Facing the future

A system that takes just seconds to age a child’s image by decades could become a valuable tool in the search for missing persons.

A system that takes just seconds to age a child’s image by decades could become a valuable tool in the search for missing persons.

Following preliminary tests, researchers at the University of Kent plan to develop a technique that produces a highly accurate rendition of an adult face from a picture of the subject as a child.

A photograph is an important tool for those trying to locate a missing person, but children’s features can change significantly in just a few years.

The research is backed by the Metropolitan Police and the National Missing Persons Helpline, which hope it will improve on current methods that can take up to 30 hours to produce an image of erratic accuracy.

The Kent team will work with Dundee University to develop algorithms that can age a facial image. Spin-out forensic technology company VisionMetric aims to commercialise the finished system.

Dr Christopher Solomon of Kent’s School of Physical Sciences, and the project’s principal investigator, said: ‘We have developed a theoretical framework which suggests we can do this semi-automatically.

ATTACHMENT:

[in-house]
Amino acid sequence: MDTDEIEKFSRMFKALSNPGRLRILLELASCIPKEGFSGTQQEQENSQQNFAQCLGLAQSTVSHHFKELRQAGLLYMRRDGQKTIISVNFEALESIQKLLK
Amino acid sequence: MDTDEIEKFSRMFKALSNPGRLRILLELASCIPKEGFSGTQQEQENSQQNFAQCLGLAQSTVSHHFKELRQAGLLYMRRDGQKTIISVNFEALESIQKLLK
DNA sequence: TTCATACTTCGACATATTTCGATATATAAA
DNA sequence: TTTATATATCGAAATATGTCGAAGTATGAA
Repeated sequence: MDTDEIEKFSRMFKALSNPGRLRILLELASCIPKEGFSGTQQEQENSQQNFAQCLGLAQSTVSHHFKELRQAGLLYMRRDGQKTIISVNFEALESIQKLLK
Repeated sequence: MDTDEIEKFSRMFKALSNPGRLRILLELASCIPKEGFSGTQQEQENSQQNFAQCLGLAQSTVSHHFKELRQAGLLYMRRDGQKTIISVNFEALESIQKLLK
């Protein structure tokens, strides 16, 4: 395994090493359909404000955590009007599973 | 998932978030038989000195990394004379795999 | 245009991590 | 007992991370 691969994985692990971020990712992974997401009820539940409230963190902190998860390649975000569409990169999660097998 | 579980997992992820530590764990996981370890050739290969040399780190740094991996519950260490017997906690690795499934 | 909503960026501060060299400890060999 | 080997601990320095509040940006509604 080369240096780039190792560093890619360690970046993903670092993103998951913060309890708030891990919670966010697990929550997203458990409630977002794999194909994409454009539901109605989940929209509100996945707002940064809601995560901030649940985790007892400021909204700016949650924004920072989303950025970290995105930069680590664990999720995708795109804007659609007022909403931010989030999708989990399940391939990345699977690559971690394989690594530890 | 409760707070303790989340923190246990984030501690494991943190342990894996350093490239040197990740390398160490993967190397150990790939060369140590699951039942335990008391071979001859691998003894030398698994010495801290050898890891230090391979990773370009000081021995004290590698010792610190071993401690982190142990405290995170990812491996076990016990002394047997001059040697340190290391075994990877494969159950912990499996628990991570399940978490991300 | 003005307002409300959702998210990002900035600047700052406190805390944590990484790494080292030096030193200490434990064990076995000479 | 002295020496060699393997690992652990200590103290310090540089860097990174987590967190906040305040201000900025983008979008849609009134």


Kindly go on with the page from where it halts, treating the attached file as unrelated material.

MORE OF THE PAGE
How a subject looks aged eight, the systems projected image at 18 and how the subject really looks at 18.

‘Essentially, a photograph is presented to the system, and a number of key facial landmarks such as the corner of the eyes, mouth and nostrils are annotated. Once these have been identified a calculation can be made and out comes the image.’

Using a statistical theoretical framework, the researchers will compile a photographic database enabling them to study trends and so predict the facial changes to produce a more accurate image.

For the system to achieve this, a statistical training process will be carried out, which will consider two key factors — the variation in children’s faces over a number of key stages in development such as the onset of puberty — where a large degree of facial changes are shared in common — and the tendency for the child to mimic the facial development of the parent.

‘Our method tries to combine these tendencies and trends together,’ said Solomon. The ultimate aim of the work is to be able to scan a missing person’s photograph, select the desired age and receive an accurate image rapidly at a fraction of the previous cost. It would be available for use via the internet.

Solomon said he was encouraged by the initial test results.

Full-scale work on the project begins in February.

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